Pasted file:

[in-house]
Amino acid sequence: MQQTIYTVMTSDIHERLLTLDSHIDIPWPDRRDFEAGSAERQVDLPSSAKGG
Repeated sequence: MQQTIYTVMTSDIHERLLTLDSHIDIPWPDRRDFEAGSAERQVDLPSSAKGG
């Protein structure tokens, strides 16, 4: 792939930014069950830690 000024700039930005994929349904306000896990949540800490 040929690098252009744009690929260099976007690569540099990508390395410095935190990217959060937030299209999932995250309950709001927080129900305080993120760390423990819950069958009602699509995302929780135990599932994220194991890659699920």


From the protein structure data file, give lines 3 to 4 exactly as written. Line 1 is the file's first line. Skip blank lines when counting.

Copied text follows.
Repeated sequence: MQQTIYTVMTSDIHERLLTLDSHIDIPWPDRRDFEAGSAERQVDLPSSAKGG
């Protein structure tokens, strides 16, 4: 792939930014069950830690 000024700039930005994929349904306000896990949540800490 040929690098252009744009690929260099976007690569540099990508390395410095935190990217959060937030299209999932995250309950709001927080129900305080993120760390423990819950069958009602699509995302929780135990599932994220194991890659699920």